In honor of our six-month wedding anniversary, I decided to share this little vignette from our first year together.
I have never seen my mother so happy. In her almost 60 years on earth, I couldn’t even recall seeing her so joyful. Yet, it happened the night I brought home an all white, Jewish boy from Long Island.
“Does he eat laddoos?” she asked me. But before I could answer she was warming the sweets up in the microwave and handing them over to S, who had just devoured a scrumptiously spicy South Indian meal like he grew up with it. He wiped off the tandoori sauce from his lips on his tomato red flushed face, and gladly took a laddoo like a kid in a candy store.
When he first walked in, he brought a bouquet of flowers, not for me, but for the woman of the house. I could see her falling for him the second he handed it to her.
“Oh, for me? Not for my daughter?” She was genuinely surprised.
For me, he brought a stuffed animal of a bison, named Bill Bison after my favorite travel author Bill Bryson. He had just completed his 50th state, North Dakota, and got me a souvenir to remember the occasion. Our love of travel brought us together, among so many other things, from reading to writing, from music to movies, we were compatible in so many ways.
When we made it through nine months together, he said “I don’t want to pressure you, but I think it’s time,” referring to coming clean about him to my parents. I flip-flopped, worried what they’d think of my choice for a partner, who clearly was so far from our Indian culture. But I knew I had to share with them how happy this person makes me, how wonderful he is to my dog, and how we are planning a future together.
While S was still on his trip, I did it. I told my parents over breakfast, thinking if they wanted to be dramatic about it, I could just get out of the house and go to work. My heart beat a bit faster, I could hear myself stumbling on my words as I spilled, “I found someone.”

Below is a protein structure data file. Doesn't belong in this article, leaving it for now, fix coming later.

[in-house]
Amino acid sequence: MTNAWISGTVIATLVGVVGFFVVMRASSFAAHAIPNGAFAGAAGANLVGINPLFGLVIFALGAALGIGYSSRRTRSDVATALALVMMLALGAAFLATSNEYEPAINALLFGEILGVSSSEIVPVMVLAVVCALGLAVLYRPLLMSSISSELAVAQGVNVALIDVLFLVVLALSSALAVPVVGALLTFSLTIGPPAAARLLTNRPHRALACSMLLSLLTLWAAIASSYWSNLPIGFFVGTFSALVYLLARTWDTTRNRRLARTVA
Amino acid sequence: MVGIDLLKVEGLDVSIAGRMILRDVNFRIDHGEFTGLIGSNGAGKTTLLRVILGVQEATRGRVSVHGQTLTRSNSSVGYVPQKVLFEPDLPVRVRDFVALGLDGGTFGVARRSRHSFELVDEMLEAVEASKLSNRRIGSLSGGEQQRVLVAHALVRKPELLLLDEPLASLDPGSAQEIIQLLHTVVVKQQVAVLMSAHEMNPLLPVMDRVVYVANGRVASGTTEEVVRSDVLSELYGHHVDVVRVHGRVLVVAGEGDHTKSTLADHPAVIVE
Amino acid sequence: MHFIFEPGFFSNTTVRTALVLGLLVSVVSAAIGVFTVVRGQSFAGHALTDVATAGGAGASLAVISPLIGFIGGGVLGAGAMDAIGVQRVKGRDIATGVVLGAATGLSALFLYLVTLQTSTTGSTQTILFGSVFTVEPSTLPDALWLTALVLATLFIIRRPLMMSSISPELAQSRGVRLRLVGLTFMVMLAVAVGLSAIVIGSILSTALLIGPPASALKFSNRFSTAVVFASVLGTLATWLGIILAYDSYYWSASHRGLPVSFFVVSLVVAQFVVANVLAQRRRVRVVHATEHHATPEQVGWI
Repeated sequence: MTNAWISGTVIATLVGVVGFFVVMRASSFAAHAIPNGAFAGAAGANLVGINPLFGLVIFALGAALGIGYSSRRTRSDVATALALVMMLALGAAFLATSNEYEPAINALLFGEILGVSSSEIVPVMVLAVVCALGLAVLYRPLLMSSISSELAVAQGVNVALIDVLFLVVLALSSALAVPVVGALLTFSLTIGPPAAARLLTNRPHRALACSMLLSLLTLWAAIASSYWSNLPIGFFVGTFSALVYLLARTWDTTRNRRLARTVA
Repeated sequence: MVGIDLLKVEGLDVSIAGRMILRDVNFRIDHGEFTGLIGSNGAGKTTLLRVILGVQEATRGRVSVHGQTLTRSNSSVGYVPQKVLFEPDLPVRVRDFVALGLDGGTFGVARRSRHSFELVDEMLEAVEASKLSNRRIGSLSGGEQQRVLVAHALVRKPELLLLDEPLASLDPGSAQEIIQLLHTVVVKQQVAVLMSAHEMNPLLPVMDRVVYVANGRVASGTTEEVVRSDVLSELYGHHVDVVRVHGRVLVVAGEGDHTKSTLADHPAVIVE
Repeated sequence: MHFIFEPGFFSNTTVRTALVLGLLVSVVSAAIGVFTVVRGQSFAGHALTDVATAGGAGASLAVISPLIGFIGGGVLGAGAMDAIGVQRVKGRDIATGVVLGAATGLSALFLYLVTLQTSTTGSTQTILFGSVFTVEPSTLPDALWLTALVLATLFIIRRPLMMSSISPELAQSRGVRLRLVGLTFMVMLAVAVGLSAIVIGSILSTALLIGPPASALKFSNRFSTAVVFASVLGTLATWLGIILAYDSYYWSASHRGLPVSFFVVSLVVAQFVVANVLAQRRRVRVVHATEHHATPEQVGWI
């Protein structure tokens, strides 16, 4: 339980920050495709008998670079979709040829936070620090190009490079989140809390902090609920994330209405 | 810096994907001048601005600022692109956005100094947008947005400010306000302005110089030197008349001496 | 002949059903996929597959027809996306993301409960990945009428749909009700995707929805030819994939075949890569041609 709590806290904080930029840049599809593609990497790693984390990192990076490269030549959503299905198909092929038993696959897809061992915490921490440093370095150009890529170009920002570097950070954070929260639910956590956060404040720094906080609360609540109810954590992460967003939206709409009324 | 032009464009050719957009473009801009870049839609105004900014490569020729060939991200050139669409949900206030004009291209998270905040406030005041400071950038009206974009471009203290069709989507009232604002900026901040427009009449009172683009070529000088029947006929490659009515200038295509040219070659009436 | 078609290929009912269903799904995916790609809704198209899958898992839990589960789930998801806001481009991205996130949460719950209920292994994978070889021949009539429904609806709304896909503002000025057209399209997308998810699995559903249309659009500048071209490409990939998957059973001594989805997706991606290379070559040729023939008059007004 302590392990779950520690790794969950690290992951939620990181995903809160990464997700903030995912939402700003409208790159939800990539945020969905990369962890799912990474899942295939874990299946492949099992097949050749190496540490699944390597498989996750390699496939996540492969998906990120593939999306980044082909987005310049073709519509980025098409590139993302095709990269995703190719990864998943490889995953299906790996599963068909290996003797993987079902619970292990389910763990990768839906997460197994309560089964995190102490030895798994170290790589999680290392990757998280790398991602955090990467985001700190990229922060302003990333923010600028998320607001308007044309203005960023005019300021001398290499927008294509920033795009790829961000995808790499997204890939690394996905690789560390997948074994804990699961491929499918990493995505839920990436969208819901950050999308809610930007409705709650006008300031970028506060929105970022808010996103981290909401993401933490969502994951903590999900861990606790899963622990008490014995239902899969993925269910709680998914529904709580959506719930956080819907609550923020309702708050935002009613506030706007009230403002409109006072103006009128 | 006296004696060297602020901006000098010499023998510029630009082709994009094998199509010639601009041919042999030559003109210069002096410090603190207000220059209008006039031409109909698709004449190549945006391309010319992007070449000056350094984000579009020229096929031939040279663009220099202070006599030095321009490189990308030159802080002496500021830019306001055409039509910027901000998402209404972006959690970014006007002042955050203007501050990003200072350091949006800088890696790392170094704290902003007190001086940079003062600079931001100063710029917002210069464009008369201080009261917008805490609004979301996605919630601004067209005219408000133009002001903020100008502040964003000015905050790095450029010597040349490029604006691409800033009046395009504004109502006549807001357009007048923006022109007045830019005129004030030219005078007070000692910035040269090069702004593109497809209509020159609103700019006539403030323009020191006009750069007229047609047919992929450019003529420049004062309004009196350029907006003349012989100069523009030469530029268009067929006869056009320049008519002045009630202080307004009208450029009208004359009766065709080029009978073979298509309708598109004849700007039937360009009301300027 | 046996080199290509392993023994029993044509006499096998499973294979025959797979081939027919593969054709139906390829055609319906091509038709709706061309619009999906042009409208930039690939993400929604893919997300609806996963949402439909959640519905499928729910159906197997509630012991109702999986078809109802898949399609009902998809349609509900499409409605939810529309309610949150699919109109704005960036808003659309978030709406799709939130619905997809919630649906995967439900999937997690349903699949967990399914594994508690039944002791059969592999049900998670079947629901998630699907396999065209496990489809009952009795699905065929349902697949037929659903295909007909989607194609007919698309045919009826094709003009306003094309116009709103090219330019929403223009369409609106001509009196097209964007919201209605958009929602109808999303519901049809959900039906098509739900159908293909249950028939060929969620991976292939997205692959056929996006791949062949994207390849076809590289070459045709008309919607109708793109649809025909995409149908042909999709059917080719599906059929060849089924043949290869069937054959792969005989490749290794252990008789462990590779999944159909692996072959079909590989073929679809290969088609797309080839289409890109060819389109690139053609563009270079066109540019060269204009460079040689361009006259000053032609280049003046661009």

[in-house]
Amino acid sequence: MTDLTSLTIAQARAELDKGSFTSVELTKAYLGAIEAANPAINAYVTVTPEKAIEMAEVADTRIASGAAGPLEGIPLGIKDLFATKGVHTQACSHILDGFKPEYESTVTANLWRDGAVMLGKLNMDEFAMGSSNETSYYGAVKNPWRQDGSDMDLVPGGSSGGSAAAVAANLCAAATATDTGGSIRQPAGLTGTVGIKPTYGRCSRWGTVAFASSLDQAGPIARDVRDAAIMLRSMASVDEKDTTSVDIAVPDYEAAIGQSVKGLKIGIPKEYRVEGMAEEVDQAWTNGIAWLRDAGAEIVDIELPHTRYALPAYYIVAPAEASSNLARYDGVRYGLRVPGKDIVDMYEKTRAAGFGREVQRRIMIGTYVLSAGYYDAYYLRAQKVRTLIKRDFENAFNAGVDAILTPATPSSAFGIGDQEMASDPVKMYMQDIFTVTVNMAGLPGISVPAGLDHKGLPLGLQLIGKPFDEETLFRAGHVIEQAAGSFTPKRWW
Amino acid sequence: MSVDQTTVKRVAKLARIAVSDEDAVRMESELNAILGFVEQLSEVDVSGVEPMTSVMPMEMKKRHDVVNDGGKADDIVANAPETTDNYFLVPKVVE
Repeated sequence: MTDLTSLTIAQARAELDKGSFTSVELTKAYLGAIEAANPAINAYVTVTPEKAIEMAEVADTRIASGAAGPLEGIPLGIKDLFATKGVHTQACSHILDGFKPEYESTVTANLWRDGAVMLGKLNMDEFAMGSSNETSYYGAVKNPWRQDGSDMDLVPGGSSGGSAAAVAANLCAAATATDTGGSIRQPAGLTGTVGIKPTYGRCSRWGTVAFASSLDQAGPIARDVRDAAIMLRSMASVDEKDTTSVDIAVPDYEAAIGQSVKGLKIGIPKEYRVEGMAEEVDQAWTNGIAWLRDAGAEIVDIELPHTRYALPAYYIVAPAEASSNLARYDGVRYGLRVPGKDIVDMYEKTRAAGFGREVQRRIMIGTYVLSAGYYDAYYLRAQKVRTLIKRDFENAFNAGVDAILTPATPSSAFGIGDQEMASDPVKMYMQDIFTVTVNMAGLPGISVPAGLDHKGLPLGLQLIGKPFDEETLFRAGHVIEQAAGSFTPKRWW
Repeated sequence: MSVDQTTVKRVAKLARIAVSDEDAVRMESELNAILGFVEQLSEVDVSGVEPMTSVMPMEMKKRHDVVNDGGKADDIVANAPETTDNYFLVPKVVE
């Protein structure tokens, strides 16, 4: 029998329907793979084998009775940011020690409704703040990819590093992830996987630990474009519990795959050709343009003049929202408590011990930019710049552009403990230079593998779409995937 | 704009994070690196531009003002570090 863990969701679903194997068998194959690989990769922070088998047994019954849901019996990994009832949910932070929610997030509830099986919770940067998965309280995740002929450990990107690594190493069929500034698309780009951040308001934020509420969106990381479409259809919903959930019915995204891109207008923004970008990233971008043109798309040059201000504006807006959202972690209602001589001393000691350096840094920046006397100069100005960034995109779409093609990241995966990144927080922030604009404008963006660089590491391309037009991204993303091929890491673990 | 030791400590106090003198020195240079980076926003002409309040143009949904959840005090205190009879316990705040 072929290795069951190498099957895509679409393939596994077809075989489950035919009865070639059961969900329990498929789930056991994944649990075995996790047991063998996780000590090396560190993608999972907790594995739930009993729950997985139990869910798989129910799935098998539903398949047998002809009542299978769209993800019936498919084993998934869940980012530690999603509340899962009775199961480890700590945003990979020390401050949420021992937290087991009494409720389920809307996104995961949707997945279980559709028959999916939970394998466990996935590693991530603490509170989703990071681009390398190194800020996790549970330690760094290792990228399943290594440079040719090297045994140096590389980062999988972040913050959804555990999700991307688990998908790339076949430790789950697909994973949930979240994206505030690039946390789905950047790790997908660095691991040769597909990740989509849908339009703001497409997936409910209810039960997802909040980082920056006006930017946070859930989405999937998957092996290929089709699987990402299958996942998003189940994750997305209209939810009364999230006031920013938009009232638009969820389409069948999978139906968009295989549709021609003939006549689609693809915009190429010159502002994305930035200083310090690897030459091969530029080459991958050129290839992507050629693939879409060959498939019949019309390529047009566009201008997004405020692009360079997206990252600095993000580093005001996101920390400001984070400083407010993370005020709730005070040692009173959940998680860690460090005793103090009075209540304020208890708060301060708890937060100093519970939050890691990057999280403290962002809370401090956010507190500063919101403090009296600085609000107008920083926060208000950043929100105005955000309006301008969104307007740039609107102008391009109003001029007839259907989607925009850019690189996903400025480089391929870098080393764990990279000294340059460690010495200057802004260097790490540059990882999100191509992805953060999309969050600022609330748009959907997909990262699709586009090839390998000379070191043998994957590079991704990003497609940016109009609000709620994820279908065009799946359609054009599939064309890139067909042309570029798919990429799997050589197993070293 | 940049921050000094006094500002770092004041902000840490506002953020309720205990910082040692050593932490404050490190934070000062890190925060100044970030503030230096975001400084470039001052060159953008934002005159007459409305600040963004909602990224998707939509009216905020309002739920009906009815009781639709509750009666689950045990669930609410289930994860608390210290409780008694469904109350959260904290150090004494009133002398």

Immediately, they smiled. Mostly, I believe because they were relieved to hear that sentence coming from someone who had sworn she would never get involved with anyone.
“He is not Indian, is he?” asked my mother right away, as if she had her suspicions all along. They knew. All of it. All I did was confirm. They were elated. Before I even told them about what he does for a living, where he lives, and how good of a boyfriend he is, they were congratulating me. They were just glad I had found someone and even more so because I decided to share it with them. Soon, arrangements were made for them to meet him.
“I can’t believe he ate everything,” my mom said, as soon as S left the house after the visit. “I hope he doesn’t have any side-effects from the spicy food,” she smirked. I told her S was used to this food, and would love to come back.
“He can come anytime he wants,” my dad said, clearly very fond of this potential new addition to our family.
Later that night, “Can you believe we did it?” S asked. I couldn’t. I finally found a guy my folks like!
Despite the surreal feel of it all, it felt good, somewhere at the pit of my stomach, knowing that this could be it. That this man, who was considerate enough to bring my mother flowers on their first meeting, would be good to come home to everyday.
PS- Yummy laddoos from mom are waiting for you in the fridge. 🙂